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How to Identify Berry Plants

wild berries image by Tammy Mobley from

A great deal of pride and satisfaction can be garnered from identifying and foraging edible berries. Berries can appear on the forest floor, above your head on trees and shrubs, or right at eye level. Many of these berries are edible; however, a few are deadly poisonous or can make you very sick. Edible plants can sometimes be difficult to identify from the berry alone because there may be many species with the same color of berry. You can positively identify berry plants by checking leaf, flower, stem and fruit characteristics.

Carry a field guide that has a section on berries that grow in your region. Use the book to look up the different characteristics you note while identifying berries. It's important to make a positive identification before eating any berry because some are poisonous. Write down the characteristics of each plant you identify.

Identify the growing characteristics of the berry plant. Note whether the plant is a shrub, tree or a plant growing low to the ground.

Make note of the leaves on the plant. Jot down whether the leaves line up opposite or alternate to each other. Pay attention to where the leaves grow, as well. Some plants have basal leaves that grow near the base of the plant.

Look at the edges of the leaves to identify the shape of the margins. Note whether the shape is wavy, toothed or smooth. Also, make note of the shape of the entire leaf and whether they are hairy or smooth in texture. Identify any veining characteristics that stand out in the leaves.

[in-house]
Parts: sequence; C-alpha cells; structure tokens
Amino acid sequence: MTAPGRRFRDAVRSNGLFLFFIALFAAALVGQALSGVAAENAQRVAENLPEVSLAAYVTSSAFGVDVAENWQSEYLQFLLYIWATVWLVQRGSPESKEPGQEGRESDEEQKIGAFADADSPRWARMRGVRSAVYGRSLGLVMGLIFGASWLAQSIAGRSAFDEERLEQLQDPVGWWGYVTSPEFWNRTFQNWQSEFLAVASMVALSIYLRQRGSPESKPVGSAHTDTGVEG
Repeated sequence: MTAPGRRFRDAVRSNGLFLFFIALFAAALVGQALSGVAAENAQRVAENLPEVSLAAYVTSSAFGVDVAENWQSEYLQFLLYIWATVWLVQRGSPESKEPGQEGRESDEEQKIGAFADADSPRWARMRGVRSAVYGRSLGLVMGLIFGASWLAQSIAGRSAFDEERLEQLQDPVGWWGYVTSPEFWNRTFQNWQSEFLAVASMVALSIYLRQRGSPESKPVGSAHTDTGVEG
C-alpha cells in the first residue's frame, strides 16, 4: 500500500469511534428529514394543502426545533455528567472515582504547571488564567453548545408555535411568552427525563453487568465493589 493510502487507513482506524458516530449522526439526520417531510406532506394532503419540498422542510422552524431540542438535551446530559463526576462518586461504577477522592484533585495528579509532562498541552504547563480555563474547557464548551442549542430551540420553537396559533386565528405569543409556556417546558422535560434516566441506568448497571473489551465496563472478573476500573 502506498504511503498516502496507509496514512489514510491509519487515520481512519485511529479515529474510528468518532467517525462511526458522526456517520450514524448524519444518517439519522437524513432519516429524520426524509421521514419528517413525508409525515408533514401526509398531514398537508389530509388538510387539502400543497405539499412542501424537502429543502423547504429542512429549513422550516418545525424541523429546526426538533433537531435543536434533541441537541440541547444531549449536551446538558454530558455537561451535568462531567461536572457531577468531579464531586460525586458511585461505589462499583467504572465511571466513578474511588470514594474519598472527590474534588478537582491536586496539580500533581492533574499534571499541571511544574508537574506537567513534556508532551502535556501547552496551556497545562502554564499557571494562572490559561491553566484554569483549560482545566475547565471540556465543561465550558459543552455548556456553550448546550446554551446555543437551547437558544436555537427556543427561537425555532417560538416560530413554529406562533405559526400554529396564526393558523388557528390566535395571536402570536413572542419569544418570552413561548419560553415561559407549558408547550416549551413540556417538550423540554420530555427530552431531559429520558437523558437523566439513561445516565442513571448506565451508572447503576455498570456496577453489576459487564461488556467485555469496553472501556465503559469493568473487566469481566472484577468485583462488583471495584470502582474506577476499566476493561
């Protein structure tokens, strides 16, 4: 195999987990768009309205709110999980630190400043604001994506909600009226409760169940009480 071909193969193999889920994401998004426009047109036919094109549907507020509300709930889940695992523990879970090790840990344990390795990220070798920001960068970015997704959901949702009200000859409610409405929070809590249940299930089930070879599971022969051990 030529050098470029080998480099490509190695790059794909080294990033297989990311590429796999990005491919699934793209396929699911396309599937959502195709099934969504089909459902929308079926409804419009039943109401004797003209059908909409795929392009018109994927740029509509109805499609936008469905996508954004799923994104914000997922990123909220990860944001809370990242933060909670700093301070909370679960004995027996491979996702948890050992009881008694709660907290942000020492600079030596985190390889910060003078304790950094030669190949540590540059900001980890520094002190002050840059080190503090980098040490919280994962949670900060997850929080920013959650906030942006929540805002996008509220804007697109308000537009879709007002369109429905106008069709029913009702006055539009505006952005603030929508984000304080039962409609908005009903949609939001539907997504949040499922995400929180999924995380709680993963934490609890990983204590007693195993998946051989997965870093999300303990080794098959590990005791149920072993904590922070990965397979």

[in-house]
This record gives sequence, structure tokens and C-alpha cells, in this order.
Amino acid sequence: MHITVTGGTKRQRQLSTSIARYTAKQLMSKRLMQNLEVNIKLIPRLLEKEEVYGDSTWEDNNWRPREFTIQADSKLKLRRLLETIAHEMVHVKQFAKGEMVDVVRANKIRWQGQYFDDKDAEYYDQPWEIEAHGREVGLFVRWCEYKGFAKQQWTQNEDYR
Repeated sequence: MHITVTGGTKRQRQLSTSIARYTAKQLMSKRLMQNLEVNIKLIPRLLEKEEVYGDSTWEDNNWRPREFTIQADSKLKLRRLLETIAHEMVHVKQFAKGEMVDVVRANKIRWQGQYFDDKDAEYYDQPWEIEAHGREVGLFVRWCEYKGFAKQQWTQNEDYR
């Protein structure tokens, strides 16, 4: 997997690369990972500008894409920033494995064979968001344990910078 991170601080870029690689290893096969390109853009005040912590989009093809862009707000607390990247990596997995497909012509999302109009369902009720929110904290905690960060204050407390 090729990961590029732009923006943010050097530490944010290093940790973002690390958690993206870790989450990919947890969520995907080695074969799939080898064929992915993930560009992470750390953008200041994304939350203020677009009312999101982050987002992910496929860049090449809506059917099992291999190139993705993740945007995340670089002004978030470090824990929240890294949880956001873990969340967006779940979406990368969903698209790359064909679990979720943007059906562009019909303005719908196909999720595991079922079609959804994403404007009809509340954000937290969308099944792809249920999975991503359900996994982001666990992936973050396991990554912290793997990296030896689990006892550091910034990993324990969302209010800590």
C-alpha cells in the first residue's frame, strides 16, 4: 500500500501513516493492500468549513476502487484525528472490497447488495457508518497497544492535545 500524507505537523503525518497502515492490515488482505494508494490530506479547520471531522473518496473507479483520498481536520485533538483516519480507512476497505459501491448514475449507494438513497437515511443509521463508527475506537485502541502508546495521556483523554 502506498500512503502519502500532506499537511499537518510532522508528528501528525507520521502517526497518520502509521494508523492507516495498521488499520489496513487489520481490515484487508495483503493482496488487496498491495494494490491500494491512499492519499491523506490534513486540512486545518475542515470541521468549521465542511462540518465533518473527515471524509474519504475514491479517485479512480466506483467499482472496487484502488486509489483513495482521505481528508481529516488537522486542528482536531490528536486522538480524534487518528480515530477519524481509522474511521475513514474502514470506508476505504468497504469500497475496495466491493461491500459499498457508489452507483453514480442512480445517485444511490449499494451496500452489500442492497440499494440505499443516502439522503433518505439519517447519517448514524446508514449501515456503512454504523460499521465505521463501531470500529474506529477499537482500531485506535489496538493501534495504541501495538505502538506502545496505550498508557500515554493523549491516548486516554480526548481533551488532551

Check the characteristics of the stem on your berry plant. Jot down the color of the stem and whether the stem is hairy, warty, scaly or thorny.

Identify the color of flowers on the plant you are identifying. Count how many petals are on the flowers and note characteristics such as shape and width.

Write down the color of the berries on the plant. Also, note any identifying marks and whether the berries are powdery, hairy or shiny. Check to see if the berries are compound (with many units, like a blackberry) or have single berries.

Use your field guide to look up all the characteristics you noted. Compare the pictures of the flowers, leaves, stem and berry to the pictures in your book until you get a positive identification. Check to see if your book labels the berry as edible or poisonous. Also, check to make sure there are no look-alike plants listed in your guidebook. Be absolutely certain that you have correctly identified the berry before eating it.

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